You only have to watch someone unfamiliar with technology trying to use a mobile telephone to see the problem. These are people that are perfectly capable of using a normal telephone, because they are so damn simple, but as soon as a modicum of general-purposeness is applied to the device, as in a mobile phone, it all becomes much more difficult.

Where does this leave us? I remember reading an interesting post (no idea where) on what they referred to as semi-convergence. The idea that we will not have convergence (everything moving to one device) but that every device will be able to talk to every other device. I'll take this a stage further and suggest that the idea of a device will be superseded by the idea of an interface. It may well be the case that when you command your widget, the capabilities of other widgets are drawn upon, but ultimately, its a design problem that needs to be solved. It also may be the case that the same widget can be used for several interfaces, but equally, it might not. I suspect we will have something like a physical manifestation of desktop widgets: devices that are general purpose in principle, but present a single interface all the time. These then sit on your real, physical desktop (or whatever) and do that thing very well.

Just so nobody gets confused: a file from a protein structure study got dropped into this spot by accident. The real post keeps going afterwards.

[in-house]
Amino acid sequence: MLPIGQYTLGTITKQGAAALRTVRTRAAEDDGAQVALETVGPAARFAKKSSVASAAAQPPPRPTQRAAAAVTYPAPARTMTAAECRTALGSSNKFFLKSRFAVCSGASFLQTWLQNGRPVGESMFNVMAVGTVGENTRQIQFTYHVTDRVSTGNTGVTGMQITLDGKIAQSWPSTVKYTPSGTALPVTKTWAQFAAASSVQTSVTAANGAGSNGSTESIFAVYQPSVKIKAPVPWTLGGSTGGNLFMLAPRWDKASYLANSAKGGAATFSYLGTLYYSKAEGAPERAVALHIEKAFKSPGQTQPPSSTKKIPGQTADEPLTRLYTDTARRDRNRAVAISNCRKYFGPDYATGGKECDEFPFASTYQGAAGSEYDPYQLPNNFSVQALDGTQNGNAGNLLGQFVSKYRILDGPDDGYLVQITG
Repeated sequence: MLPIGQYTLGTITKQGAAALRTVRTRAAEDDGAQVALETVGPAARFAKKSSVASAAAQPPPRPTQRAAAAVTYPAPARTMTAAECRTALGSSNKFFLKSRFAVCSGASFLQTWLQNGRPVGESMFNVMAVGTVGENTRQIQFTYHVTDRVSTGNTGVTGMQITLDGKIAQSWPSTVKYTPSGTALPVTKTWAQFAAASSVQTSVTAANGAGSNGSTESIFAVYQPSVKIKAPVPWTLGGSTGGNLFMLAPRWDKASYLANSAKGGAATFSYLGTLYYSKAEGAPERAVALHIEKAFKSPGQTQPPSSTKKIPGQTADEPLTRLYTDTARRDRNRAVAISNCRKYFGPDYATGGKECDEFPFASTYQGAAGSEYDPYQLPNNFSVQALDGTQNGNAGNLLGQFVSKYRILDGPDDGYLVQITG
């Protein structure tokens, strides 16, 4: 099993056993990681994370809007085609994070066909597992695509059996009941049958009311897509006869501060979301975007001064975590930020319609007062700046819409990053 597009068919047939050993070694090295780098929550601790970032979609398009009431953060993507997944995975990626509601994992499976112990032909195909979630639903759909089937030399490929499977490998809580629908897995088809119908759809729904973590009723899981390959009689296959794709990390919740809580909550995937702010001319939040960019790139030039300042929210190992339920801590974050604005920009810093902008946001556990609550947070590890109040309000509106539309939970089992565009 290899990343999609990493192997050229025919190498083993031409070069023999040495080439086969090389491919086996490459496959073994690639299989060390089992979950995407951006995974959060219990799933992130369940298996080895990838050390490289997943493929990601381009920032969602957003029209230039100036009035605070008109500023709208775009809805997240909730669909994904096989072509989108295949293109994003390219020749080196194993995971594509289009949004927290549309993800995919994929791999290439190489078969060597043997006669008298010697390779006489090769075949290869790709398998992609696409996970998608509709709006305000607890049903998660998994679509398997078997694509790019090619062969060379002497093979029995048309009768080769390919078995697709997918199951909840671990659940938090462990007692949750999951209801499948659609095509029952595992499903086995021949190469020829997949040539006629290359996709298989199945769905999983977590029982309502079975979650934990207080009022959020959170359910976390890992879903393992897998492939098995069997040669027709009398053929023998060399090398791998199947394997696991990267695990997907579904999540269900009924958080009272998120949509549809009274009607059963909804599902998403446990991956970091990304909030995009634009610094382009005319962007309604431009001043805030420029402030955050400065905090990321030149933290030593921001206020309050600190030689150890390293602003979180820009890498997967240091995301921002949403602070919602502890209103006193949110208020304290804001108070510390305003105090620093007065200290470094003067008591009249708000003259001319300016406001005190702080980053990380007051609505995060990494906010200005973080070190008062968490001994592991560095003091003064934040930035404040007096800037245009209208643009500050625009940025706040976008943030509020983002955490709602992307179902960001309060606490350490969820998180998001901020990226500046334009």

Of course all this is moot as we will soon acquire direct brain-machine interfaces ;)

Anonymous said...

‘The “desktop” is increasingly going away, except for fairly specific, usually business-related uses.’

I’m not convinced. A lot of people are students or own digital cameras. I don’t see students writing their papers on mobile phones (and not with web applications either), and photo management doesn’t work either because the monitors on mobile phones are far to small.

I wouldn’t call those use cases specific, but generic. While your story might be partially true, I think your quite exaggerating about the disappearance of the desktop.